New tractor-trailer emissions regulations unlikely to be affected by election

hours-highway-truck20071001_0101The fast-approaching Nov. 8 federal elections likely won’t disrupt the implementation of the recently finalized Phase 2 emissions regulations for tractor-trailers, set to be phased in over the next 10 years.

The best odds for such a scenario are for Donald Trump to win the presidency and for Republicans to maintain control over both chambers of Congress, says Glen Kedzie, head of energy and environmental counsel for the American Trucking Associations.

In that scenario, Congress would need to pass what Kedzie called “a rare bird” — a Congressional Review Act resolution. CRAs can be used by Congress to block rules developed by executive branch agencies, such as the EPA and the DOT, the two departments that produced the Phase 2 emissions regulations. If Congress successfully passed a CRA, the president (in this case Trump) could sign it and Phase 2 emissions regulations would be nullified.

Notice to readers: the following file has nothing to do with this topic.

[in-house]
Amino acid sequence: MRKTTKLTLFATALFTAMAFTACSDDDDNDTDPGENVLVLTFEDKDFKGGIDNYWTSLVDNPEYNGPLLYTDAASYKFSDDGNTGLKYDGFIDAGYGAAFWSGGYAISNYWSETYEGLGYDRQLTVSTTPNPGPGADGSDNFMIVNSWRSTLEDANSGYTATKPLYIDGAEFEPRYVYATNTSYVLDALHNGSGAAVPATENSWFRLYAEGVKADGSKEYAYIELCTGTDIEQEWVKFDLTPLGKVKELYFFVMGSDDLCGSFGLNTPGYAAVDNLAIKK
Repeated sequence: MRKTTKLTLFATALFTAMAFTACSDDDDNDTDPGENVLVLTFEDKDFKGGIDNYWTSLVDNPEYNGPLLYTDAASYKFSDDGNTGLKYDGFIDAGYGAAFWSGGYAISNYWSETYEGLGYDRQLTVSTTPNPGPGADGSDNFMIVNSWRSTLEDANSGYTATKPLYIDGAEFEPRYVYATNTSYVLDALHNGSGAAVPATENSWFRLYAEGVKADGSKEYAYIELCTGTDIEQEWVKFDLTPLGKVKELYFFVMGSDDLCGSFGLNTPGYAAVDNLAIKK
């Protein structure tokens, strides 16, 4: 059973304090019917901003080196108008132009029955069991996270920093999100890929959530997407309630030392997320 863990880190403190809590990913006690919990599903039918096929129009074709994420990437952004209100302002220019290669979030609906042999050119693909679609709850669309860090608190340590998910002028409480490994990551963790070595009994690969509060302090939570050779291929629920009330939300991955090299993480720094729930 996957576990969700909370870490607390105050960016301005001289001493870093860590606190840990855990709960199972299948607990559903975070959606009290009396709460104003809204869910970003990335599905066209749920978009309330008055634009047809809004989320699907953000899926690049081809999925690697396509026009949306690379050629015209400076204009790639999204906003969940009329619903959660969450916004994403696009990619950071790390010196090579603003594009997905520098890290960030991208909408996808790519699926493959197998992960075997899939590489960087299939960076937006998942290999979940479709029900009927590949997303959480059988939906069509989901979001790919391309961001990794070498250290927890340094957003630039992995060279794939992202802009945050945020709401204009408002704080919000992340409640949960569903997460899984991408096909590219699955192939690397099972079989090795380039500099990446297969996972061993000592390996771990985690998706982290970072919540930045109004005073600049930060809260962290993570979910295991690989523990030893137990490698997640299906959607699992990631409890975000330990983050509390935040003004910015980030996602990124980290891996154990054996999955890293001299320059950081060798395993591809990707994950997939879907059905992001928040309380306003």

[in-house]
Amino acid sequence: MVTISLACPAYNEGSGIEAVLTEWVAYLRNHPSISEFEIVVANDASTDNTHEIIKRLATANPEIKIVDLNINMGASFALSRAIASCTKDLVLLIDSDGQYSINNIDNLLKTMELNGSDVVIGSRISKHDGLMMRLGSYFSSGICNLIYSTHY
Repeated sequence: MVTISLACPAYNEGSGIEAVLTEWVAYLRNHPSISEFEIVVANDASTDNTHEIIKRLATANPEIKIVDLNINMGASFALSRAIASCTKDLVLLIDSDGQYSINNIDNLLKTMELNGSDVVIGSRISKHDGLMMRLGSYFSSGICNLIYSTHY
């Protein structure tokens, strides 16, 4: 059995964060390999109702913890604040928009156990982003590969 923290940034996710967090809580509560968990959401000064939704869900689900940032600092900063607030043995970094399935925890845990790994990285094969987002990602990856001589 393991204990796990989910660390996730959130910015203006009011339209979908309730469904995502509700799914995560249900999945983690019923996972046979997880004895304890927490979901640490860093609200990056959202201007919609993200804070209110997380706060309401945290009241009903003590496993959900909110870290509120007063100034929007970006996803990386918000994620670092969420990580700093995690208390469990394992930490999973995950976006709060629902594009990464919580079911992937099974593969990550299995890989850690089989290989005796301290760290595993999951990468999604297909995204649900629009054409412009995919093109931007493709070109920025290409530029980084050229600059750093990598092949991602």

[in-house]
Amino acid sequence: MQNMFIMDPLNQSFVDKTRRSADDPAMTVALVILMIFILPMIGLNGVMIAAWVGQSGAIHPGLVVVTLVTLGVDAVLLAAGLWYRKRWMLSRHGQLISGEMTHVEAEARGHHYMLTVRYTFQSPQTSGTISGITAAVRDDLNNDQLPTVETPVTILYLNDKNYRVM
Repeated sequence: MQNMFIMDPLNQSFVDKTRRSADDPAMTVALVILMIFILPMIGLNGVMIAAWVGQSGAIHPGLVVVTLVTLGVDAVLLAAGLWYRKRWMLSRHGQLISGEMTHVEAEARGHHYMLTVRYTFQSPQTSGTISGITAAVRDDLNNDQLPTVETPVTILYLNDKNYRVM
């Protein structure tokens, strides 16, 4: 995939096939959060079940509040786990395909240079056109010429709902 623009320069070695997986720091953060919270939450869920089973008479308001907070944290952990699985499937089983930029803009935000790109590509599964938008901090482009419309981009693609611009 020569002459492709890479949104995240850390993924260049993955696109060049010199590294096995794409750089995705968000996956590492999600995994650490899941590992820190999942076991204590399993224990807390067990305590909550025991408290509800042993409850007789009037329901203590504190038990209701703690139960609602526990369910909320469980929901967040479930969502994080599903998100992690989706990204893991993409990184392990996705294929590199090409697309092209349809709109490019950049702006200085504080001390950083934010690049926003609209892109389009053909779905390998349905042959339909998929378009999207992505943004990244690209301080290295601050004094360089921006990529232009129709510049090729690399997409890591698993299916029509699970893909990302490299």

Since its 1996 passage, however, the CRA has only been successfully used once, and lawmakers could be reluctant to try to pass a CRA, as Phase 2 emissions were developed jointly by two agencies and Congress called for the regulations in the first place. Also, overturning the regulations would prompt a wave of lawsuits, Kedzie says.

Outside of a Republican sweep of the Senate, House and White House, there’s little chance the rules can be touched.

If Hillary Clinton wins the White House, she would veto any CRA passed by Congress relative to the emissions standards, and Congress would then need a supermajority to override the veto — a long shot even in a Republican-controlled Congress.

If either branch of Congress swings in favor of the Democrats, the chance of Phase 2 emissions being struck is effectively none.